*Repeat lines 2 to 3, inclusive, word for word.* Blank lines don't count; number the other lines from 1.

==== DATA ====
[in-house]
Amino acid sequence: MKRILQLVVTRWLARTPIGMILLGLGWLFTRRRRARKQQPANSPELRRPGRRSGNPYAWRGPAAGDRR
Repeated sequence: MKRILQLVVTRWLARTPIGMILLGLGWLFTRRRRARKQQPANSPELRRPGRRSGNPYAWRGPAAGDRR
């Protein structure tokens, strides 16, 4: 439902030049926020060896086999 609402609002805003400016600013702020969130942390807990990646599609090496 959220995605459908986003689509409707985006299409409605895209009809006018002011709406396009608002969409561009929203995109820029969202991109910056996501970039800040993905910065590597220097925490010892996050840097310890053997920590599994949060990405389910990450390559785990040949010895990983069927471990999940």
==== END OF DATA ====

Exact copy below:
Amino acid sequence: MKRILQLVVTRWLARTPIGMILLGLGWLFTRRRRARKQQPANSPELRRPGRRSGNPYAWRGPAAGDRR
Repeated sequence: MKRILQLVVTRWLARTPIGMILLGLGWLFTRRRRARKQQPANSPELRRPGRRSGNPYAWRGPAAGDRR